Iran Nuclear Talks Resume in Vienna

Iran’s top negotiator at talks to rescue a nuclear deal said Saturday progress had been made but that much work remains to be done before a final agreement is reached.
Iran and world powers resumed talks in Vienna that began earlier this month to revive a 2015 nuclear deal the U.S. abandoned three years ago.
“A new understanding appears to be emerging and there is a common ground between the parties on the ultimate goal,” Iranian negotiator Abbas Araqchi told state media. “But the path ahead is not an easy one and there are some serious disagreements.”
China’s representative at the negotiations said the other parties to the 2015 deal agreed to accelerate efforts to resolve issues, such as which sanctions against Tehran the U.S. will lift, and actions Iran must take to regain compliance with the deal.
Reaching an agreement was potentially complicated by Iran’s announcement this week it would enrich uranium at 60% purity, three times higher than before.
Tehran’s announcement to ramp up its enrichment program came in response to last week’s attack on its Natanz nuclear facility that it blames on Israel, a longtime foe that says Iran poses an existential threat.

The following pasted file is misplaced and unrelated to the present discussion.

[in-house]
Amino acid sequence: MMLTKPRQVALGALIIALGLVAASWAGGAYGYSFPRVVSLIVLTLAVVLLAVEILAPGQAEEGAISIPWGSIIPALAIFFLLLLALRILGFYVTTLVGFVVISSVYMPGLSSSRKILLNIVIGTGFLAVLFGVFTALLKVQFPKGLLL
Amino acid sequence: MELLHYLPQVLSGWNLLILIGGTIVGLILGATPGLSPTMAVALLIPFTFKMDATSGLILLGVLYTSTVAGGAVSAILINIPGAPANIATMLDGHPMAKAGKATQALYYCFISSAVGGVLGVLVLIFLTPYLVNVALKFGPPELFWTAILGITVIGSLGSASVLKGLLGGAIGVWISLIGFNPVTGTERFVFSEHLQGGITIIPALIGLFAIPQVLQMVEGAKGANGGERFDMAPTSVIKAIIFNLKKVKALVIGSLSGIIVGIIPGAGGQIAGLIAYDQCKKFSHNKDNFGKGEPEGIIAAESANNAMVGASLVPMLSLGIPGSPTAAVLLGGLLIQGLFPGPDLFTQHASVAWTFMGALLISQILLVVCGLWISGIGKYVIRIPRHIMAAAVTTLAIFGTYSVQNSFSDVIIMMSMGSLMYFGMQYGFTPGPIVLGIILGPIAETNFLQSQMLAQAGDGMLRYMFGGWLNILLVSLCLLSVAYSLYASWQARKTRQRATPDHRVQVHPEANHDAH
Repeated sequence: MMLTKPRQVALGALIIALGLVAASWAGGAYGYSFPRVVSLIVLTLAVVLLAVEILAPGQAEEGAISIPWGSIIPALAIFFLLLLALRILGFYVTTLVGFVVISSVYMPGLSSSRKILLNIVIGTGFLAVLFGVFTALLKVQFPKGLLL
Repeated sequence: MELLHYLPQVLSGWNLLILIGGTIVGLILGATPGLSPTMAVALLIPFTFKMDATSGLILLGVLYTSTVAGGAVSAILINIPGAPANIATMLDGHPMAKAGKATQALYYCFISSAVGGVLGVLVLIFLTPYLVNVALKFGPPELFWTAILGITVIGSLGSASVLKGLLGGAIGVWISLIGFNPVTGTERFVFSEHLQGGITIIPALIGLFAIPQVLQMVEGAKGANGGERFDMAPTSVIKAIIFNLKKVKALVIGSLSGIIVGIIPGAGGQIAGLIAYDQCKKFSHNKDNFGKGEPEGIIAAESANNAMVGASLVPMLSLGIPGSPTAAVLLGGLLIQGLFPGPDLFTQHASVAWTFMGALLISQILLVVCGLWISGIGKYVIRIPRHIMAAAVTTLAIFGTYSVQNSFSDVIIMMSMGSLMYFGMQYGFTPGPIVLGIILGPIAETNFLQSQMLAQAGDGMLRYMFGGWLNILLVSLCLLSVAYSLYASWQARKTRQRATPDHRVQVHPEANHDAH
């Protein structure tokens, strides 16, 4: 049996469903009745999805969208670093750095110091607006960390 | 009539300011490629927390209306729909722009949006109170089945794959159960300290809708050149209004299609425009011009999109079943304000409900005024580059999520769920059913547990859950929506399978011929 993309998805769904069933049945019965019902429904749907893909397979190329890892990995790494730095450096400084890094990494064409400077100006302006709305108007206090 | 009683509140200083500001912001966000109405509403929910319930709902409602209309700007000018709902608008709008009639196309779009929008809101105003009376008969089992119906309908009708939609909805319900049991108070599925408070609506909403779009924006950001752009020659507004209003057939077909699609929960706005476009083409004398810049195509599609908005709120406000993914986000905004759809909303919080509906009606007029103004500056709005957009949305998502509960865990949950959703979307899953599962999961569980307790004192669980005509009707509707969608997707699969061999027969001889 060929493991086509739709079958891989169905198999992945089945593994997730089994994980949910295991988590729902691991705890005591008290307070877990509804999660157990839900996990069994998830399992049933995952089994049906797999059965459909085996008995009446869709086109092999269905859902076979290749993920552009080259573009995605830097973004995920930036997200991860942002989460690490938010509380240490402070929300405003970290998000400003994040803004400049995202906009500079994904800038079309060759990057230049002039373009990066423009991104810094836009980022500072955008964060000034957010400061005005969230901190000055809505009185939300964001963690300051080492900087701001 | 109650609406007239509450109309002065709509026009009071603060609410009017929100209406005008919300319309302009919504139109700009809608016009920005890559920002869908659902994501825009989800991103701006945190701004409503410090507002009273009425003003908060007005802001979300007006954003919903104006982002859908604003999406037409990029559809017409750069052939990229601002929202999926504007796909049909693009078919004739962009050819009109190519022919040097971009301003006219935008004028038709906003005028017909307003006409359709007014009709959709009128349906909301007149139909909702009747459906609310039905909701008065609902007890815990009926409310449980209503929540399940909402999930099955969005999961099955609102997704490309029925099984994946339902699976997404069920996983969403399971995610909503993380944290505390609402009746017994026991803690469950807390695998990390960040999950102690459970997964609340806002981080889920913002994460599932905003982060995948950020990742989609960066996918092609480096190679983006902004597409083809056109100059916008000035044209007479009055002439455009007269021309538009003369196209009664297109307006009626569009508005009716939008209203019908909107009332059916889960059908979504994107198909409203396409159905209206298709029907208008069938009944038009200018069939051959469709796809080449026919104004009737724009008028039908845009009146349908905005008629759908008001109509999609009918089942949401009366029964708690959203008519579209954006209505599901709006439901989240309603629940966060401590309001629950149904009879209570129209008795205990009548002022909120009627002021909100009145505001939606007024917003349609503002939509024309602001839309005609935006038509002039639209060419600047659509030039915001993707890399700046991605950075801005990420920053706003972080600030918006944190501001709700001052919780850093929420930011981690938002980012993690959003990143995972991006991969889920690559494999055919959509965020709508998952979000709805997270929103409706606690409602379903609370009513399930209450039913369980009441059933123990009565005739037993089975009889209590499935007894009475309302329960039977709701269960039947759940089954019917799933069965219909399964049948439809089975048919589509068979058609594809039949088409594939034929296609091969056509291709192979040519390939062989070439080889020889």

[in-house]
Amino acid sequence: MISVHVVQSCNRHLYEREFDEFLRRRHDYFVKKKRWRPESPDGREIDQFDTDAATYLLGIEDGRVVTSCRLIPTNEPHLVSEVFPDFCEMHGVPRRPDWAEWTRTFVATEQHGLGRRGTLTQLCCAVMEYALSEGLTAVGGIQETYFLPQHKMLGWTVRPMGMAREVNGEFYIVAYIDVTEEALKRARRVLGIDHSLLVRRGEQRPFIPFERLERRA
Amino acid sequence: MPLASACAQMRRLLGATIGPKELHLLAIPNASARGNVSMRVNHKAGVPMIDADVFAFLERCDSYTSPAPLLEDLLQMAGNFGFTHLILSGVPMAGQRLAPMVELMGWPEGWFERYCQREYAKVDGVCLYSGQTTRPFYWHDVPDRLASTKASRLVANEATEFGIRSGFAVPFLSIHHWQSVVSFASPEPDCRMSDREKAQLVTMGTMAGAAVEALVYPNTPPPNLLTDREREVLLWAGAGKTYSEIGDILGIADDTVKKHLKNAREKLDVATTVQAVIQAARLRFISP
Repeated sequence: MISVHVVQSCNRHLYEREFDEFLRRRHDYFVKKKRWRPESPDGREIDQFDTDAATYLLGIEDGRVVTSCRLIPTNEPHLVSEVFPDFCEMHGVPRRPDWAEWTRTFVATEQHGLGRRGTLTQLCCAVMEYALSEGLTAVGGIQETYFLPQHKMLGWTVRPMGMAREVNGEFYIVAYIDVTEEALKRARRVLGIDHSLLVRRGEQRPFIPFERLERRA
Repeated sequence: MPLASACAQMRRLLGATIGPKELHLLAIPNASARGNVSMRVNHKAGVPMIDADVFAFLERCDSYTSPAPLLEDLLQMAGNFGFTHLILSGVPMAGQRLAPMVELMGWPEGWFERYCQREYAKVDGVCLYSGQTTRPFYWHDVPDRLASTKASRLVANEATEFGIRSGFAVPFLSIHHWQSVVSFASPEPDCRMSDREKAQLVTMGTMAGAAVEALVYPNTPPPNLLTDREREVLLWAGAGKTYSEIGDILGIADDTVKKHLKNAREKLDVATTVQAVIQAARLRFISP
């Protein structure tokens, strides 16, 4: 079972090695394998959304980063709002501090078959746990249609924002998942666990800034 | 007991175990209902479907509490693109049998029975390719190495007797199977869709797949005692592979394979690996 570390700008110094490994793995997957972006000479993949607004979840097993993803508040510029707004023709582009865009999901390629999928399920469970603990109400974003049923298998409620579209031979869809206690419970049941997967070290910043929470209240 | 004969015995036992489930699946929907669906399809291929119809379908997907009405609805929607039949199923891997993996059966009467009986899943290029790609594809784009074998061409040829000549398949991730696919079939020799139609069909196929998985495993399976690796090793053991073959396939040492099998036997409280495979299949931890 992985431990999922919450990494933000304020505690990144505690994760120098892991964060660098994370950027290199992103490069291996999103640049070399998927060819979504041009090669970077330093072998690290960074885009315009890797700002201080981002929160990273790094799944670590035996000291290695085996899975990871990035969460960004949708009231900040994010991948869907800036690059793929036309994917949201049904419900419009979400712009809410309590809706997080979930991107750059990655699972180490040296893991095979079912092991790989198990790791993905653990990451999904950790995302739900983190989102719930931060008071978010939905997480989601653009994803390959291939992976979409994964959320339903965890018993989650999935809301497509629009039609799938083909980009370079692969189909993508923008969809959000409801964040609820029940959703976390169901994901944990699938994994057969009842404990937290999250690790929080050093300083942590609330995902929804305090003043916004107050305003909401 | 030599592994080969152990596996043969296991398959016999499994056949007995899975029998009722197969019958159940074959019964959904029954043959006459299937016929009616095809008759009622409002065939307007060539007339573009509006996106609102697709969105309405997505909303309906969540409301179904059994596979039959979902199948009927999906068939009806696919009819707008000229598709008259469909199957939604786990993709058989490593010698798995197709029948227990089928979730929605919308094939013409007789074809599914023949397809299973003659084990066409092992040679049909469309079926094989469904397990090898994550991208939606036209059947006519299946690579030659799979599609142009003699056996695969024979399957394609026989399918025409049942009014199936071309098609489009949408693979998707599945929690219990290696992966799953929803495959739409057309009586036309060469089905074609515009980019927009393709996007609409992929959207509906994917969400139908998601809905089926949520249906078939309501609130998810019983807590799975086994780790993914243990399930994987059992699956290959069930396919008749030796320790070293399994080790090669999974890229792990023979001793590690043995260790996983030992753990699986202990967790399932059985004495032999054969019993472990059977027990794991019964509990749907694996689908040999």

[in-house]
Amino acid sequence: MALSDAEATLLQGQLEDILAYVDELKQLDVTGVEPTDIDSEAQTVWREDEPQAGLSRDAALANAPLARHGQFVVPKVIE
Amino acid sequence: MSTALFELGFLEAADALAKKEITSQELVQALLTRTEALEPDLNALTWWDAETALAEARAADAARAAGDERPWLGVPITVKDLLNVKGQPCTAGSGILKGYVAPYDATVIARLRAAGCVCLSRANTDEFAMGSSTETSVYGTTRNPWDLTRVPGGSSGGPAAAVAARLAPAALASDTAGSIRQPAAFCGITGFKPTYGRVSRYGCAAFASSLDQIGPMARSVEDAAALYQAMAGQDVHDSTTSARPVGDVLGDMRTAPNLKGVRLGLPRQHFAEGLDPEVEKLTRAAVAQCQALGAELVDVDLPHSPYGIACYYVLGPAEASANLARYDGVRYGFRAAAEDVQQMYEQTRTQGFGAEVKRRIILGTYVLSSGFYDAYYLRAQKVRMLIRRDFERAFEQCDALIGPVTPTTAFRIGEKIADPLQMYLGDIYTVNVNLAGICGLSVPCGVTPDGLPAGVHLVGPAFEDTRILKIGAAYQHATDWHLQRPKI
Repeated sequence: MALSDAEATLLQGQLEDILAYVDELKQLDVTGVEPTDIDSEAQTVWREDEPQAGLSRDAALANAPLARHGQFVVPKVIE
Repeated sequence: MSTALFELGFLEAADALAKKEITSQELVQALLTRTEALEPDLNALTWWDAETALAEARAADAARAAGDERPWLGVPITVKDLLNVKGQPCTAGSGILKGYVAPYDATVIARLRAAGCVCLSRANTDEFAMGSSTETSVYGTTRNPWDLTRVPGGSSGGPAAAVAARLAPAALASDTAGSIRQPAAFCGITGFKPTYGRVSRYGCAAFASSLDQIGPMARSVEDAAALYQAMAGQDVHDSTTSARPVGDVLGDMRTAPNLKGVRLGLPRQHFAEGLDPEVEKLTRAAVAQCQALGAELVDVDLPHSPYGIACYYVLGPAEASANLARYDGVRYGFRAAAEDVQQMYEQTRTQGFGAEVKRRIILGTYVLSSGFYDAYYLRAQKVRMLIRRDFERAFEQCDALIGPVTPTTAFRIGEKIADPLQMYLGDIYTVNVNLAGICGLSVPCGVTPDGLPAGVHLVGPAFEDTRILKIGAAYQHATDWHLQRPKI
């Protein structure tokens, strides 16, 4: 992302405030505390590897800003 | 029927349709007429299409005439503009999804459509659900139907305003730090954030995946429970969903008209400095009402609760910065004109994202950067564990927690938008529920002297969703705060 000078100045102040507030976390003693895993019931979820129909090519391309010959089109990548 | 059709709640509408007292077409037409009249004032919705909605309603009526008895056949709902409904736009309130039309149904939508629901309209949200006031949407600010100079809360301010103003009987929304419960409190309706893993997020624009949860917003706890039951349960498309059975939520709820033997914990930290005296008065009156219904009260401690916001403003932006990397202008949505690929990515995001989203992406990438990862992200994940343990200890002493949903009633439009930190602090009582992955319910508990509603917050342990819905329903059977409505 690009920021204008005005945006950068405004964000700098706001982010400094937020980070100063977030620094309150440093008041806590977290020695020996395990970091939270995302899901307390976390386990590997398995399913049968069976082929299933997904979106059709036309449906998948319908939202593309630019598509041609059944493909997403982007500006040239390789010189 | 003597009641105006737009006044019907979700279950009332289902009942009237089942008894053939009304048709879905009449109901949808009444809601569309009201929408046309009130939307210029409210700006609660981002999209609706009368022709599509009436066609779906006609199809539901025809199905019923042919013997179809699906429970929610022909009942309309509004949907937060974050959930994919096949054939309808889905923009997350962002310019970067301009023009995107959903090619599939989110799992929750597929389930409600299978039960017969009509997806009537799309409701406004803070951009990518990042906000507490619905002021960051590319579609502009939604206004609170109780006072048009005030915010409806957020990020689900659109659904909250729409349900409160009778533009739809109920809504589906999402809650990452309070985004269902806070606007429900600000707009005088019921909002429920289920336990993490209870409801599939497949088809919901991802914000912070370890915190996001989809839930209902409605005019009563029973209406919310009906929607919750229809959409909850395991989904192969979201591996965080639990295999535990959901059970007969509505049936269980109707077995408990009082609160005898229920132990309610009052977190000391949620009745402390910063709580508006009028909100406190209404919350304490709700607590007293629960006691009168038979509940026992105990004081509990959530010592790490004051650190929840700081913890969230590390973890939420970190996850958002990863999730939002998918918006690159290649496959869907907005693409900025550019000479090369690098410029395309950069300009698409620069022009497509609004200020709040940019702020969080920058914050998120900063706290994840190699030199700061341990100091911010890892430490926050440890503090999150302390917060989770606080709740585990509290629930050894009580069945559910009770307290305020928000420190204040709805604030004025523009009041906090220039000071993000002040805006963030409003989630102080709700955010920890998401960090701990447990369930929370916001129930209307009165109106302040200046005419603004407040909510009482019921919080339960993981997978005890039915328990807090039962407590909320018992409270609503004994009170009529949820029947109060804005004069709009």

As talks resumed in Vienna, Iranian state television named 43-year-old Reza Karimi as a suspect in the attack and said he fled the country “hours before” the incident.  
State television showed a passport-style photograph of a man identified as Karimi that said he was born in the Iranian city of Kashan.
“Necessary steps are underway for his arrest and return to the country through legal channels,” the state television report said.
The European Union said Saturday’s negotiations would involve EU officials and envoys from Britain, China, France, Germany, Russia and Iran.
The 2015 agreement, known as the Joint Comprehensive Plan of Action, provided Iran relief from sanctions in exchange for limits on its nuclear program. The deal was reached in Vienna between Iran, Germany and the five permanent members of the United Nations Security Council: China, France, Russia, Britain and the U.S.  
The U.S. withdrew in 2018 and began unilaterally ratcheting up sanctions on Iran under then-President Donald Trump, who criticized the deal negotiated by his predecessor as not doing enough to stop objectionable Iranian behavior. Iran retaliated a year later by exceeding the JCPOA’s nuclear activity limits. 

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